War of the Rebellion: Serial 033 Page 0249 Chapter XXXIV. CORRESPONDENCE, ETC.-UNION.

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Scott that can be spared to Humboldt and points west and south of that place.

I received also, a few days since, a dispatch from Captain Doudna, and a letter from Mr. Thurston, of Humboldt, asking from assistance and re-enforcements. The tenor of these letters showed considerable alarm, but upon questioning the express messenger I was inclined to think that perhaps their apprehensions had somewhat exaggerated the danger, as but 6 or 7 persons had ben seen, and they seemed to be engaged in a sort of stealing and robbing expedition. But whether the danger was imminent or not, I could not render any assistance. Of the three cavalry companies stationed here, I could only raise about 130 or 140 mounted men as an escort to the train. I started to Colonel Phillips on the 8th instant, and the escort was not as large as it should have been, especially in view of the fact, ow show, that the train will have to go to Fort Gibson. I have to a mounted man left. I tried to mount 3 men to send out for deserters, a few days since, but could not get horses. There is, to be sure, Captain Stevens' company at Morris' Mill, on Drywood, numbering some 50 or 60 men for duty, but that is such an important outpost that I do not think it safe to weaken or break it up. They also are short of horses, and cannot mount probably more than 40 men. They are all that could be sent, and they cannot be spared. I trust you will let me know your wishes in the matter as soon as possible; meantime hold me blameless in not sending off this company until I know you certainly desire it. I inclose to you a letter* from Dr. Dodge, who resides on the Osage, near McNeil's. It seems to me that a company of the Ninth in that region would do good service, not only to the loyal citizens there, but to the troops elsewhere, in the information they would be able to furnish of the movements of the wandering bands of bushwhackers that infest the border. Major Henning promised me he would urge upon your favorable consideration the importance of increasing the cavalry force at this post. It is utterly insufficient for present purposes. Last summer the headquarters of the department were here, and the enemy was concentrating for a decisive blow against your entire force. Now he is demoralized and scattered, he will split up his forces into small bands, and as there is nothing here but the garrison, it will be impossible to give such protection as should be given to exposed citizens without additional force. We should be constantly engaged in scattering, for as soon as the leaves are out the bushwhackers will be swarmably, and let me have the additions as soon as practicable.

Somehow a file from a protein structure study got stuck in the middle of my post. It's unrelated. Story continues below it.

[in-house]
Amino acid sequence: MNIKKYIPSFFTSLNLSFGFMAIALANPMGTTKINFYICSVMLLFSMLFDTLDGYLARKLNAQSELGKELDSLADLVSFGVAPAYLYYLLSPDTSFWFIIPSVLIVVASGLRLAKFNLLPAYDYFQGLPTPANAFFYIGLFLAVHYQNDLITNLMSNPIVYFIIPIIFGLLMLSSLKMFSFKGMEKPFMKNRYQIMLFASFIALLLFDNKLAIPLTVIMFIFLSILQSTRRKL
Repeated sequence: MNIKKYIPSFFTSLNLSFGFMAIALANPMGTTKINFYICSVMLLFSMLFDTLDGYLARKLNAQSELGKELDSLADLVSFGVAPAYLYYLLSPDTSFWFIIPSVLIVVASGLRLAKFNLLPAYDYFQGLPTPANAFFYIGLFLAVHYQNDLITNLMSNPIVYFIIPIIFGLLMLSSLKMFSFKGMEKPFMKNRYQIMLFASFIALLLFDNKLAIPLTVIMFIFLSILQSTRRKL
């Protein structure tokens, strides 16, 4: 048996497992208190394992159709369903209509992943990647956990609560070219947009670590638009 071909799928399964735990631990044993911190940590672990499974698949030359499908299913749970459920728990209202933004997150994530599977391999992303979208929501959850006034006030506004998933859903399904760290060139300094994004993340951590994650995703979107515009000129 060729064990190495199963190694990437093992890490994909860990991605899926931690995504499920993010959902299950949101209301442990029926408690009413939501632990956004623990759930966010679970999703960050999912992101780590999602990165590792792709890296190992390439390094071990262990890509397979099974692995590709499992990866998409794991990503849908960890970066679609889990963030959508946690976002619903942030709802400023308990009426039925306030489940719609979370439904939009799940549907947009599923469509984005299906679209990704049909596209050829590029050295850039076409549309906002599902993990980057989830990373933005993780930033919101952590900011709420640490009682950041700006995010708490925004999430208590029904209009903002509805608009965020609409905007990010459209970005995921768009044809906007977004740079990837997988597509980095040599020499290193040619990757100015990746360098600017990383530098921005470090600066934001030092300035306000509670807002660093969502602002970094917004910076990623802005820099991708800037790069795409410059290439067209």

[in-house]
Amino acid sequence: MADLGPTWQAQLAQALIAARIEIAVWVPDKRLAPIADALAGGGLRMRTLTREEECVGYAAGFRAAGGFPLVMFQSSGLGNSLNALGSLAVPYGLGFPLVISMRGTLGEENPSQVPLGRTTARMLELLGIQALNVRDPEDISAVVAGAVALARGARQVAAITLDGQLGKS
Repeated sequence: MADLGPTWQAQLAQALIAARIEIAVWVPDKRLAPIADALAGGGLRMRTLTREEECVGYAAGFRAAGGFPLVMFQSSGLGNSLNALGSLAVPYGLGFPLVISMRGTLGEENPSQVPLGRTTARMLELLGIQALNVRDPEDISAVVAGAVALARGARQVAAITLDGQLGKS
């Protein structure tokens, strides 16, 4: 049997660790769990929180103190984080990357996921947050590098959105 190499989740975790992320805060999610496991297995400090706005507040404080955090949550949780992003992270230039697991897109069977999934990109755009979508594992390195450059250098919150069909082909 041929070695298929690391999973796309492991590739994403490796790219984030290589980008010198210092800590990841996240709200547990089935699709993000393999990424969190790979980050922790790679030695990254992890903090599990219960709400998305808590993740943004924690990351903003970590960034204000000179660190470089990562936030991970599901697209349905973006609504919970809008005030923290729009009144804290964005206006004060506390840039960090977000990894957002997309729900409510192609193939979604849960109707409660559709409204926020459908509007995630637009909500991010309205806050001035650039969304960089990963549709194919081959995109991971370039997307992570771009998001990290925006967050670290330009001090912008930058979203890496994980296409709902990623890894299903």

I have the honor to be, general, very respectfully, your obedient servant,

CHAS. W. BLAIR,

Major Second Kansas Cavalry Volunteers, Commanding Post.

SAINT LOUIS, MO., April 25, 1863.

General HERRON:

The enemy is reported close on Cape Girardeau. Can you force be moved by rail to this place quickly? Is it near the depot?

SAML. R. CURTIS,

Major-General.

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*Not found.

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